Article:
740.0011 European War 1939/17273

The Counselor of Embassy in France (Murphy), Temporarily at Algiers, to the Secretary of State

No. 1000

Sir: I have the honor to enclose, in original and translation, a copy of a memorandum on the subject of French policy taken by General Weygand to Vichy. He planned to read this statement of his conception of what French general policy should be, with particular regard to French Africa, to the Council of Ministers at Vichy during the course of his present visit.

The Department will find the enclosure, I am sure, an interesting resume of the current views of General Weygand which are shared by some of his associates.

Respectfully yours,

Robert D. Murphy
[Enclosure—Translation]

Memorandum by General Weygand

When I undertook the functions of Delegate General of the Government in French Africa, the international situation was dominated by a fact, the importance of which would of necessity be capital in the conduct of French policy. I speak of the failure of the German air offensive against the British Isles which presaged a prolongation of the war and, without doubt, the incapacity of the German Reich to bring the Anglo-Saxon powers to their knees.

Under those circumstances, the position of vanquished France suddenly took on a new value by reason of the fact that the Armistice concluded on my request permitted to France the control of its Empire. With one stroke France again became master of an important factor in the outcome of the war, and the strategic positions in its control became a trump essential ill the general diplomatic situation. The importance thereof was emphasized by the general interest which was shown therein by foreign propaganda.

I fought this propaganda to the best of my ability.

[Page 462]

In my opinion, the role of the Empire should be the protection of metropolitan France against abuses which the Reich imposes upon all European peoples. This protection cannot be exercised if France does not retain its territories intact. France must guard its territories against dissident movements or foreign attack. That was my role and I do not fear to say that the loyalty of French Africa today is stronger than ever.

It was necessary also that France guard its territories against German infiltration. That was the duty of the Government. Control by the Reich of affairs in our Empire deprives France of the trump which the Armistice left it. Such control places France at the mercy of the conqueror just as in the case of Poland and Greece.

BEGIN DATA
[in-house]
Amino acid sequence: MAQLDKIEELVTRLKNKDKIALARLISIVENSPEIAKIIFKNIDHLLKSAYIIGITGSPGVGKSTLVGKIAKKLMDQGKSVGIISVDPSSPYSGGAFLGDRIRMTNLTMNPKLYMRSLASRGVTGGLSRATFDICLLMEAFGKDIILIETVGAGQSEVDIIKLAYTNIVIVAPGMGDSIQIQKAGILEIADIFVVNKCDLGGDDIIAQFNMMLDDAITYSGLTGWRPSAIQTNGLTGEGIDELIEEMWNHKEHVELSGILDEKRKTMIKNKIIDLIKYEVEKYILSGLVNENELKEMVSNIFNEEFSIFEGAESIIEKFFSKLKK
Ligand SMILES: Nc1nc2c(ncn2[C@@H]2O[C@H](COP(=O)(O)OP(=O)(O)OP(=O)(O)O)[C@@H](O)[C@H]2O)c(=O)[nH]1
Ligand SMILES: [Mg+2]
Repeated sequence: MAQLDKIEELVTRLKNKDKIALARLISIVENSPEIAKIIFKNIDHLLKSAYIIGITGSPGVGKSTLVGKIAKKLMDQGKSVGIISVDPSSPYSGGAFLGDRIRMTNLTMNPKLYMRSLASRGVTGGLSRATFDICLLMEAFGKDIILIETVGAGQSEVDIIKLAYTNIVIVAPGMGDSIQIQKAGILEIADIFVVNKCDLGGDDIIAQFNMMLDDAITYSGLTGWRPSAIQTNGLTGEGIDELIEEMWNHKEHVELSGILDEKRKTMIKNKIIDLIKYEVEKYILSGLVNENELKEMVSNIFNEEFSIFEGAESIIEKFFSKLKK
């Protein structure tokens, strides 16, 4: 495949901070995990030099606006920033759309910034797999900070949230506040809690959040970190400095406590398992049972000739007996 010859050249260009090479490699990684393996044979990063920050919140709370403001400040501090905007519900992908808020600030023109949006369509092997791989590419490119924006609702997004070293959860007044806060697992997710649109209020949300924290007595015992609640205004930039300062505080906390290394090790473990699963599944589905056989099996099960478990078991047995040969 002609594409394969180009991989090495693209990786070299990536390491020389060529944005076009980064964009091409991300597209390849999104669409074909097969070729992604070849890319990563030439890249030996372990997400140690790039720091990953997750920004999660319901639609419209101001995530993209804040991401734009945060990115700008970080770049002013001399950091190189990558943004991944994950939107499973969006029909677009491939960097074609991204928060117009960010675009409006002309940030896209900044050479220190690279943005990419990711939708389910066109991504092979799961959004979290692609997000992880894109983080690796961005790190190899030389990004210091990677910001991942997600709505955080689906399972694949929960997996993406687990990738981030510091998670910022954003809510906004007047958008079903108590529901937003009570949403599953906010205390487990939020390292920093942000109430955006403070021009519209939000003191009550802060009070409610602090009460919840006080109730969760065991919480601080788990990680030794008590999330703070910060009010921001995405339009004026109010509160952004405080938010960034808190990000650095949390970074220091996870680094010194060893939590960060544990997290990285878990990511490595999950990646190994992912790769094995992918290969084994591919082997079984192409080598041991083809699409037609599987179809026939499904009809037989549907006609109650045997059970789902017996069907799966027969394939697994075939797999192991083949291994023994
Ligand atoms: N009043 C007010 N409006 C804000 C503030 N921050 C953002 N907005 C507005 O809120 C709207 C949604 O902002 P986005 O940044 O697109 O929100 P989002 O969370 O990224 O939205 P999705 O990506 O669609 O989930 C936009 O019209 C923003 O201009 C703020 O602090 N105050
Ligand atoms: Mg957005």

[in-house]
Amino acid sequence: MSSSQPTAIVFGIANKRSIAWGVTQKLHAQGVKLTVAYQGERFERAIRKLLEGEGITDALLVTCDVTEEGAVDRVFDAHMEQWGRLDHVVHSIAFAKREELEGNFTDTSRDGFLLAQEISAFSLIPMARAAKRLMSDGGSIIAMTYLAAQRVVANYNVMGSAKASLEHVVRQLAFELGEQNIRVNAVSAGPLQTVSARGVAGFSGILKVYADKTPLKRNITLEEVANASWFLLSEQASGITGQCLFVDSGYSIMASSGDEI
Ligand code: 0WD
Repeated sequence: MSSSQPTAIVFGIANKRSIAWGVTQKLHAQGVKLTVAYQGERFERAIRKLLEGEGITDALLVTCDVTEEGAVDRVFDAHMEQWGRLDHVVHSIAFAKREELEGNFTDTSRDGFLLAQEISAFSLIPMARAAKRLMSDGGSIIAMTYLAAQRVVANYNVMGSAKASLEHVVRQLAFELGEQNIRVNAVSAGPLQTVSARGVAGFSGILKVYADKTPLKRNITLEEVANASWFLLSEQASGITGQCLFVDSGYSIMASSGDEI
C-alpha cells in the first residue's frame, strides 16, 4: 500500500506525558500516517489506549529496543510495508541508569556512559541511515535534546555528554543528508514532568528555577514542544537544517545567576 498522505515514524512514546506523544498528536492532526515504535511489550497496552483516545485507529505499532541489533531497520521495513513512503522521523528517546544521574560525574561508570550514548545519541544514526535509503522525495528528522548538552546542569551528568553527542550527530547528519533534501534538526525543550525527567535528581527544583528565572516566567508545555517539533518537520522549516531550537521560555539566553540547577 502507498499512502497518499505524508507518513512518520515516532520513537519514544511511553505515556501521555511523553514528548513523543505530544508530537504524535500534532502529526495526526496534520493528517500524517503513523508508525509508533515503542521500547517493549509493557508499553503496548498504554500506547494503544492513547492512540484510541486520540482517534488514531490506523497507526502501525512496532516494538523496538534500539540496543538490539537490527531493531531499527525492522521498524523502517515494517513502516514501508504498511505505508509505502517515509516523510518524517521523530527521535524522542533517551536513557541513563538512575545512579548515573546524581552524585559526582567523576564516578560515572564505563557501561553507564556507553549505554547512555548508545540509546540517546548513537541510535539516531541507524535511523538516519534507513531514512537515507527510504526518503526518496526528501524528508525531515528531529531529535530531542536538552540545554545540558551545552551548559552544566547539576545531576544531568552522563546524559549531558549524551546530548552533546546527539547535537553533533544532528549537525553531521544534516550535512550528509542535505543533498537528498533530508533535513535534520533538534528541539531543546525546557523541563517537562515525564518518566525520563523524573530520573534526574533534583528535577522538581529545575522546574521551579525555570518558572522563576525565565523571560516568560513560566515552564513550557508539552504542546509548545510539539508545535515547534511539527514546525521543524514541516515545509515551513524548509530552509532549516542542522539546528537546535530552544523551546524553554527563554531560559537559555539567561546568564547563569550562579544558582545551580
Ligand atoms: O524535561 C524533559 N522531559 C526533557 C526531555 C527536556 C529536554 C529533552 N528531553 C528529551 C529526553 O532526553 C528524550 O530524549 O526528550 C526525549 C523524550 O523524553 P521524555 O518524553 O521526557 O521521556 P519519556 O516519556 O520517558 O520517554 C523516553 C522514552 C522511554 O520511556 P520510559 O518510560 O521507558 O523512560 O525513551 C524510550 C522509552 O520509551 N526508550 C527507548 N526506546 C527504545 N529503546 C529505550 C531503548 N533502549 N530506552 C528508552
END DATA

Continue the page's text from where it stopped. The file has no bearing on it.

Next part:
At the beginning of the present year, the United States offered us an economic accord which has not given all the economic results for which we could have hoped because of British opposition (seizure of the Schéhérazade, reduction of our requests for petroleum products), and that of Germany (opposition to the departure of our ships, refusal to accept propositions permitting an increase in the number of merchant ships engaged in this traffic, opposition to the control by American consular officers of the exportation of petroleum products, etc.).

But, from the political point of view, this accord offered an important advantage. France, thanks to its Empire, remained the only European power retaining its economic relations with the United States. As long as French control of its territories was not threatened, the Anglo-Saxons respected it.

Thus, in addition to the duty, as I understood it, of protecting the Empire against the conqueror, there was added a further possibility, that of maintaining cordial economic and political contact with a power which, in any event, will be one of the arbiters of the situation at the end of the war.

The evolution of the situation in 1941 only confirms the growing importance of French Africa. The battle of the Atlantic does not develop into a German success. American intervention is growing more defined, and today the amendment of the Neutrality Act is an accomplished fact. Germany, on the other hand, marks time in Russia. Everything indicates that the battle this winter will be that of the Mediterranean, as the possession of that waterway will be indispensable to Germany for the transport of raw products from East to West. The organization of Germanized Europe is impossible without control of this important maritime highway, the Mediterranean.

To open French Africa to Germany is to assure to the latter the possibility of organizing the continent of Europe. It would also mean that France would be deprived of a strategic position—the key [Page 463]for the final issue of the war. It would cause the Empire to run the risk of becoming a battlefield between the two opponents. By resisting Germany we might aggravate the conditions of a severe Armistice, but we would leave ourselves the possibilities of action which can only improve with time. Opening Africa to Germany means in the last analysis giving to Germany a unique opportunity to be able to continue the war during 10 years and to impose without the possibility of any reaction its will upon France.